Greeting. Some updates to the research and CV pages.
I’ve been remiss about updating this blog recently. I’ve been in the midst of selling a house, a move to Virginia, and trips to Central America and Uganda. I plan on rectifying the situation over the next year as I begin teaching at the College of William & Mary.
As of now, scaddata.org is live and open for your perusal. My colleague and friend Idean Salehyan, our excellent research team (Christina Case, Chris Linebarger, Emily Stull, and Jennifer Williams) and I have been working for almost two years to develop SCAD: Social Conflict in Africa Data. SCAD is part of the Robert Strauss Center’s Program on Climate Change and African Political Stability.
The Social Conflict in Africa Database (SCAD) is a resource for conducting research and analysis on various forms of social and political unrest in Africa. It includes over 6,000 social conflict events across Africa from 1990 to 2009, including riots, strikes, protests, coups, and communal violence. SCAD does not include civil and interstate conflicts. By tracking forms of conflict not covered in traditional datasets on civil and interstate war, SCAD gives policymakers and researchers new tools to analyze conflict patterns.
If I do say so myself, these data are very, very cool: event data covering the entire continent from 1990-2009, with annual updates and all sorts of goodies to come.
Special thanks for excellent research support, website construction, and georeferencing is due to Ashley Moran, Laura Jones, Kaiba White, and Sarah Williams at UT Austin. This was a monumental (and often thankless) undertaking, and we really appreciate all the work that went in to it.
Tell your friends, tell your enemies.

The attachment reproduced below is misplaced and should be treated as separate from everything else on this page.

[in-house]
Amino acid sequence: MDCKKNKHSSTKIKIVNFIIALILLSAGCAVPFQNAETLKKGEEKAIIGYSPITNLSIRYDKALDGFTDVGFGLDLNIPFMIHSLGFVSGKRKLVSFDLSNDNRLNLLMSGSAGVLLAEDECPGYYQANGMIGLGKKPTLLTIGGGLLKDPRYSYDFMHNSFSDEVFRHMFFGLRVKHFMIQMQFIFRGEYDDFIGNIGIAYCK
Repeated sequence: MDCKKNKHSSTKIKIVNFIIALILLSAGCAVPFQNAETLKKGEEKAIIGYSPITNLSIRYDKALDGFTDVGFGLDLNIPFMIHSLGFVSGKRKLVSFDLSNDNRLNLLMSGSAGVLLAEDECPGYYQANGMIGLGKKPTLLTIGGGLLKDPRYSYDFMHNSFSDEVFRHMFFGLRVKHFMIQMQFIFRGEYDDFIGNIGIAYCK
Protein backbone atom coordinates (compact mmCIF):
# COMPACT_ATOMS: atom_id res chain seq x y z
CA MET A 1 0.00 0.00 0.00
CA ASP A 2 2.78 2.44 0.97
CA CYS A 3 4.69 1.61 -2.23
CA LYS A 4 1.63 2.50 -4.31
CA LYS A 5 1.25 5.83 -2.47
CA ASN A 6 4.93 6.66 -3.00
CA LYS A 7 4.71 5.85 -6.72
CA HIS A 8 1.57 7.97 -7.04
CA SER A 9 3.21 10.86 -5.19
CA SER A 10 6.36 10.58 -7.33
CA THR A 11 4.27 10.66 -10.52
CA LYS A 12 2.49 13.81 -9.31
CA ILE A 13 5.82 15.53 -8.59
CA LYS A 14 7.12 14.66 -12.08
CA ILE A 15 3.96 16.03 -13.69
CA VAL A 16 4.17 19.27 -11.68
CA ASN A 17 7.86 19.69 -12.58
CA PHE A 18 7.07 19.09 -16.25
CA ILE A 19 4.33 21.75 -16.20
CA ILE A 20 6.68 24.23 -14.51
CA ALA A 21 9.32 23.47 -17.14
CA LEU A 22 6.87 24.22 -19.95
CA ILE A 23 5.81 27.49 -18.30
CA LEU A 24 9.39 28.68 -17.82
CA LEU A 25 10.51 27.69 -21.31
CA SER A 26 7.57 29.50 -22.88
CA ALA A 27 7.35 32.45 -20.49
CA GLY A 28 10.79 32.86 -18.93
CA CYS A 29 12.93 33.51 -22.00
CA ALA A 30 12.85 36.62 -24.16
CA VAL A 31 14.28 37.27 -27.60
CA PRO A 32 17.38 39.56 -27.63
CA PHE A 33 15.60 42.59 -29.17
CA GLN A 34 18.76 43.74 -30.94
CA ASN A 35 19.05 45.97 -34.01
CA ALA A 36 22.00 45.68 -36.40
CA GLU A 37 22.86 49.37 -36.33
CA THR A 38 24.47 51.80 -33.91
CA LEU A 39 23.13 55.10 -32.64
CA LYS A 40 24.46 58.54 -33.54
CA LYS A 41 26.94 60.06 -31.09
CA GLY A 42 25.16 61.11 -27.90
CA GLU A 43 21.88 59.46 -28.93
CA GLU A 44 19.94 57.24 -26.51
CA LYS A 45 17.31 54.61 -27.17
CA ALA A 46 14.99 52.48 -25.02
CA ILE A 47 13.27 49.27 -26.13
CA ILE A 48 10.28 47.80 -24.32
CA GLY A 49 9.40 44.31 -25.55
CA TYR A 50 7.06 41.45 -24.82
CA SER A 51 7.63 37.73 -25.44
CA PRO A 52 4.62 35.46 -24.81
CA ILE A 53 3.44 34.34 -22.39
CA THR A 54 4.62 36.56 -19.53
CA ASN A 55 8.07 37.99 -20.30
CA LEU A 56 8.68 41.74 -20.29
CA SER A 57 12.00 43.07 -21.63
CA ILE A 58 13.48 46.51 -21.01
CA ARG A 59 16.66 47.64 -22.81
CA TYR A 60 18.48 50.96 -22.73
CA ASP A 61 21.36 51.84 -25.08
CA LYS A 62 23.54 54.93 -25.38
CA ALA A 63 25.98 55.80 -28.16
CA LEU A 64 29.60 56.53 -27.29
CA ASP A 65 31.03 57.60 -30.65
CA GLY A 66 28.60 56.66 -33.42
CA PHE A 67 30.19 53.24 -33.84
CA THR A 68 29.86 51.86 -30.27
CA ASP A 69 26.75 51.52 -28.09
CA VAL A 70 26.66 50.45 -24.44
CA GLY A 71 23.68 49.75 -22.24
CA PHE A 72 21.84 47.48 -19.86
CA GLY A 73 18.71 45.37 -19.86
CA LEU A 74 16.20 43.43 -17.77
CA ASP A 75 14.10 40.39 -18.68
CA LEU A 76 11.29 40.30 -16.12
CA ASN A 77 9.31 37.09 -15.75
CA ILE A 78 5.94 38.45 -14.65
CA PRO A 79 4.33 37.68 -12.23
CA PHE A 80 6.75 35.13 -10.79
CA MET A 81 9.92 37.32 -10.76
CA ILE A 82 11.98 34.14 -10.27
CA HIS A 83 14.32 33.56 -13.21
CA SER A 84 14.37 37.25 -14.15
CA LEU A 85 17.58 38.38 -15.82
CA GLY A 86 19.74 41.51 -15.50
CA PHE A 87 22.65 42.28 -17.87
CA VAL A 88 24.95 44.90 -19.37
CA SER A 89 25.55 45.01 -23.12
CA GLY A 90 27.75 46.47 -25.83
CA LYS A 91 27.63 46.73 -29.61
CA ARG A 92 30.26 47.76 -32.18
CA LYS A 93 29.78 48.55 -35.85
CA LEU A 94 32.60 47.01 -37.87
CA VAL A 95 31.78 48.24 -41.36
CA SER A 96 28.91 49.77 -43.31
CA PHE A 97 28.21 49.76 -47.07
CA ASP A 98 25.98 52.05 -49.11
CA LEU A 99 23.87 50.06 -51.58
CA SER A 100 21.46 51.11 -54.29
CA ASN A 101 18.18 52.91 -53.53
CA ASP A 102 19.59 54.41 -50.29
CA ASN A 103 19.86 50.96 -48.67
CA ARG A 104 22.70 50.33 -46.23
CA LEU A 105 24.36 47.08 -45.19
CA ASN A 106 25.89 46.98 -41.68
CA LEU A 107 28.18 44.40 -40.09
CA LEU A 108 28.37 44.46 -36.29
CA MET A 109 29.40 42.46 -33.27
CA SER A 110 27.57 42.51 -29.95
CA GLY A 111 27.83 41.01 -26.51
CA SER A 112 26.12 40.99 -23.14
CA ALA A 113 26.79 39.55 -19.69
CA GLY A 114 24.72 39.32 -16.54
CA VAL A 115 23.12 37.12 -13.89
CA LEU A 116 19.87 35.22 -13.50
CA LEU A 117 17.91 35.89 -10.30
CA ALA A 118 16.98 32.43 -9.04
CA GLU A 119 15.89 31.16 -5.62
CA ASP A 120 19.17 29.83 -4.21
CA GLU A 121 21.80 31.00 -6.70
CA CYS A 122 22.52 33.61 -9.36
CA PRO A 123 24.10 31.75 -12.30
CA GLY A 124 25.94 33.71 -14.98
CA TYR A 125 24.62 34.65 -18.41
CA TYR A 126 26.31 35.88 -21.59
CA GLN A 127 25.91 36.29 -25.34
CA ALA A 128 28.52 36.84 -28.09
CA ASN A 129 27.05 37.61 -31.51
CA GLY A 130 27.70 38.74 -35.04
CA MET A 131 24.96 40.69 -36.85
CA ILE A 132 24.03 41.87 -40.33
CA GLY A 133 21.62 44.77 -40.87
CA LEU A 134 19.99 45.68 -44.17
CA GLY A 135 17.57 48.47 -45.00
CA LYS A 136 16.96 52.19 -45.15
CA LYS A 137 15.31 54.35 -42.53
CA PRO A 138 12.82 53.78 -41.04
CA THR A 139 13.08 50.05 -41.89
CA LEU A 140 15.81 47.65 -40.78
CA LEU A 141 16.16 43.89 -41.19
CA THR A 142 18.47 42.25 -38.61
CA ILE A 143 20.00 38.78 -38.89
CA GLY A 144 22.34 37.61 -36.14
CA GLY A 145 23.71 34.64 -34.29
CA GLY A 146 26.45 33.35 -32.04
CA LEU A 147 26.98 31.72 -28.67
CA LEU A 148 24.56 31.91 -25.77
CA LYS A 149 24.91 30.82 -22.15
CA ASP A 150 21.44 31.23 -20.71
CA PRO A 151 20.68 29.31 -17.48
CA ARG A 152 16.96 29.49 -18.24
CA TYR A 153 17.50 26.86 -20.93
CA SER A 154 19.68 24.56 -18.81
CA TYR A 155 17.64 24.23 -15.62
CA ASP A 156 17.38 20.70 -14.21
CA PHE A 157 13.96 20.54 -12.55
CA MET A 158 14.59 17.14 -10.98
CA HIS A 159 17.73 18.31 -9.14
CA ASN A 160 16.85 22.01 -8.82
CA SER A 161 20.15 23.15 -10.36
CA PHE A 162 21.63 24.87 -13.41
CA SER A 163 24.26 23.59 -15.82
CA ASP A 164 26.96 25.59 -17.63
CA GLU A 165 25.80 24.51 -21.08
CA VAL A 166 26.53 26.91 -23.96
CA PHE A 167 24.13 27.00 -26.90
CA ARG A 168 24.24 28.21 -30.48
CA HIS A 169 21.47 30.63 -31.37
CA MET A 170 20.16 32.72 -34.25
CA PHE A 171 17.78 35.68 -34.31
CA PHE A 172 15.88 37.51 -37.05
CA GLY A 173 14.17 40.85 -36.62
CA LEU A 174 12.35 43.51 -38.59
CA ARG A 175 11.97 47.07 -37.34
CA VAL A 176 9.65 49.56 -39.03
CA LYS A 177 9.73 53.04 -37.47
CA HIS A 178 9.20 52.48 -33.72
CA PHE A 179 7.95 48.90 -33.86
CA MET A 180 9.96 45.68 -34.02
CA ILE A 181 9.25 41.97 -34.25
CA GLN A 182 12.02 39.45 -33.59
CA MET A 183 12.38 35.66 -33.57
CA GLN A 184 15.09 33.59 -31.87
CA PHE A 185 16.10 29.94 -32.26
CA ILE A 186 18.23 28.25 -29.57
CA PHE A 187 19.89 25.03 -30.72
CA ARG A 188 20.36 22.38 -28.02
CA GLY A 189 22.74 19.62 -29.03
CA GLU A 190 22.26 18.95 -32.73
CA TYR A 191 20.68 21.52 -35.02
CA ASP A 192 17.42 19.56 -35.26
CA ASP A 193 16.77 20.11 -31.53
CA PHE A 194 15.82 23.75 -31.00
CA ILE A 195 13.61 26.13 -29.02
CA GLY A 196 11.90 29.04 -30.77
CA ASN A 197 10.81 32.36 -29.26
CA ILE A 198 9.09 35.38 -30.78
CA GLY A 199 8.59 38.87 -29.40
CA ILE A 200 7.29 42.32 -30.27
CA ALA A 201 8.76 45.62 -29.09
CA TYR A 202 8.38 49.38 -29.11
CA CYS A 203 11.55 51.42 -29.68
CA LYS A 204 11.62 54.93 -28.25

Recently, I was asked to give a short speech about policy issues relating to my research. I thought I might post those comments here, as they address at least a few of the big issues the global community grapples with these days:
When someone sitting next to me on an airplane asks me what I do, I usually say I study the politics of food. Food is gloriously universal: we all need it, and, globally, 1 in 3 of us still spends our waking hours planting and/or harvesting it. Worldwide, most farmers are poor and live in low-income countries, and are thus vulnerable both because of low levels of material wealth and because of the higher levels of social and political violence that characterize poorer countries. Thankfully, food is also a great tool for peace: from Israel and Palestine to Iraq and South Africa, “peace meals”, which bring together former partisans to conflicts and people from diverse ethnic and religious backgrounds, have become part of the healing process. The same, simple good cheer and food we share tonight can be part of bringing peace, stability, and hope to troubled places.
Check it out here.
I’ve gotten a few emails recently from students that are considering taking my IPE class in the fall. International Political Economy is one of my favorite courses. Unlike a lot of the stuff I do related to conflict and development, the IPE course touches on subjects that affect my students’ lives on a daily basis. Here are a couple of responses to the most common questions I get:
1. What are the prerequisites?
PSCI 1040 and PSCI 1050 are the nominal prerequisites for the IPE course. Of course, both are requirements for earning a degree in the state of Texas, so these shouldn’t be a considerable stumbling block to your taking the course.
That said, people who have taken courses in international economics (i.e., trade, finance) or international relations more broadly defined (such as PSCI 3810) will have a leg up at the outset. Not to worry, however: the course is designed so that no previous experience with economics is required.
2. Is there a lot of math?
Lots of folks think math and economics are synonymous. While economics can certainly get technical, this course will be largely free of math. You may have to do some simple multiplication and division.
3. What if I don’t (think I) understand economics?
Don’t worry: I was in your shoes as an undergrad. I didn’t think I was math- or econ-savvy at all. You can do this. And once you do, you’ll find the world a much more interesting/maddening/enlightening/frustrating place because of it.